HistoryThe V72 was originally developed by North West German Radio and the Institute of Broadcast Technology of Hamburg between the years 1949-1952. Designed as a microphone and main studio amplifier, the V72 uses dual EF804S tubes and has a fixed gain of 34dB. It was used with a high pass filter as a mic preamp, and as a buffering amplifier to make up for losses from a passive fader EQ. When the V76 arrived, the V72 was generally used only for buffering in broadcast applications.
In the mid 50s both the Siemens and TAB companies began manufacturing the units for Telefunken, and the V72 became the standard preamp in German radio stations, while its cousin the V72s was being used extensively by companies like Decca and EMI, (most famously by the Beatles in the REDD 37 console).
TAB had modified the classic V72 to come up with the V72A, which uses a different pair of tubes, the EF95 and E180F. Unlike the fixed gain of the V72, the V72A has a variable gain from 24 to 44 dB. The V72A pairs well with the V76, with enough head room to handle its high output level. It has a better signal-to-noise ratio and less inter-modulation distortion than the V72, and is an excellent mastering amp.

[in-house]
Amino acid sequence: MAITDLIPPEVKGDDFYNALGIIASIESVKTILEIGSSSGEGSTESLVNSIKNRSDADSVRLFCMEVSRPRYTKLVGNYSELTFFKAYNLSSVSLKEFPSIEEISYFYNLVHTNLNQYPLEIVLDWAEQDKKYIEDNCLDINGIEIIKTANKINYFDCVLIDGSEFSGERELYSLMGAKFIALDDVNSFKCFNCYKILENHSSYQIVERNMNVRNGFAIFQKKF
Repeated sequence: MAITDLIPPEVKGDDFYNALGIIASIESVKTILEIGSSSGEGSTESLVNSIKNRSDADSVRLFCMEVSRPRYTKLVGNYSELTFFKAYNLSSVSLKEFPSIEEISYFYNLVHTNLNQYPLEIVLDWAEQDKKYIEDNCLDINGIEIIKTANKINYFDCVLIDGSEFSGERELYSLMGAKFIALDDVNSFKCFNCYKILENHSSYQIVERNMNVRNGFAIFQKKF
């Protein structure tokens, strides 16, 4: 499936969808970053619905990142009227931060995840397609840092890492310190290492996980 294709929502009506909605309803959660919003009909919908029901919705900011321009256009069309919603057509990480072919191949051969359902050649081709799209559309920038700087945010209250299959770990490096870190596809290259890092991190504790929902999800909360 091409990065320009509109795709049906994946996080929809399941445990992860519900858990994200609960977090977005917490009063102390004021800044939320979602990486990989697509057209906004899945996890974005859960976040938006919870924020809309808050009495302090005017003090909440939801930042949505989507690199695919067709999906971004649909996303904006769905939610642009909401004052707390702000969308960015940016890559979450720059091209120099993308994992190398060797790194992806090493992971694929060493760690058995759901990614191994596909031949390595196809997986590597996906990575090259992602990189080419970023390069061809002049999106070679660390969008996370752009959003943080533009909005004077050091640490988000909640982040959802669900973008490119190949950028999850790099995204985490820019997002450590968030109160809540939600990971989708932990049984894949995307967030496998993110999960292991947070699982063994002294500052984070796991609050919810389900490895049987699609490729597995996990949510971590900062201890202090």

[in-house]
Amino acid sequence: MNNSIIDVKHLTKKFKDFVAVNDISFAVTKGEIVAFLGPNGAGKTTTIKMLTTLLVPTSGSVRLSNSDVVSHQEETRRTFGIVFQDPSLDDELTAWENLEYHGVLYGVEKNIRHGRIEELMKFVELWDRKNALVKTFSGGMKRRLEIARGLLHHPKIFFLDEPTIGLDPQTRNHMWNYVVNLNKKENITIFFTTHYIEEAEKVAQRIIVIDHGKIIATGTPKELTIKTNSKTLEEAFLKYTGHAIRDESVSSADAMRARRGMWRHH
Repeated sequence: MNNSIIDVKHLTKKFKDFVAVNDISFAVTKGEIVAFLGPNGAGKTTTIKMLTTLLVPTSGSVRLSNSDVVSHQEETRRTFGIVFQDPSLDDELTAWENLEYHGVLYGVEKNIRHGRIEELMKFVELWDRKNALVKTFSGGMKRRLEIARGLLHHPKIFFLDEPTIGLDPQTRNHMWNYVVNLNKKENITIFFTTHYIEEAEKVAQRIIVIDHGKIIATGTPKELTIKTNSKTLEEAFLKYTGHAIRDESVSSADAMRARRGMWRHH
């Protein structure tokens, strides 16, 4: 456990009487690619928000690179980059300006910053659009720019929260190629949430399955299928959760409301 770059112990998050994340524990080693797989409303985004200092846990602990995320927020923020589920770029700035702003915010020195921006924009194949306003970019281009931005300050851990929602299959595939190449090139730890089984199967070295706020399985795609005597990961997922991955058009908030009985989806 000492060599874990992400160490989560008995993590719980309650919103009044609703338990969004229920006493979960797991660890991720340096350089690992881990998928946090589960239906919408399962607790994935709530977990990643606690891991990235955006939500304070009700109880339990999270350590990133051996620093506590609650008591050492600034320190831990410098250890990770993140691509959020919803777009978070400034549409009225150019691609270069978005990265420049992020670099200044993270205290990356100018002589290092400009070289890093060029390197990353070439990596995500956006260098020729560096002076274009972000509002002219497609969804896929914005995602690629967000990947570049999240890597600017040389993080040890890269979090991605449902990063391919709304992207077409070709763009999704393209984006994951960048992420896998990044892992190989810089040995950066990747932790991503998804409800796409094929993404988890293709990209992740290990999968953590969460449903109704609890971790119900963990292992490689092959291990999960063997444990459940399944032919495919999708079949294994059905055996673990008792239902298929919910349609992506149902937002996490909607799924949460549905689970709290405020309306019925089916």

Approximately 25,000 V72 units were built for domestic use in Germany, and many more for export. By 1963, its reign had come to an end, as the age of transistors had arrived, and the V72 was replaced by the V72T (’T’ for transistor). Siemens continued to build the V72 until 1964, and the V72b until 1966. TAB continued to build the V72 until the mid 1970s.
Several different amplifiers were made on the basic V72 circuit platform, including the V71, V76 and V77. Other members of the V72 family, with different circuitry, are the ‘A’, ‘B’, & ‘S’ versions of the V72, as well as the V70, V74A and V77B.
At the dawn of the 1960s, AEG-Telefunken was a major manufacturer of broadcast equipment, and their systems were found in radio stations around the globe. The venerable V72 and its relatives were an important part of these facilities: rugged, dependable, quality units that stayed in operation for decades, and are still highly valued today.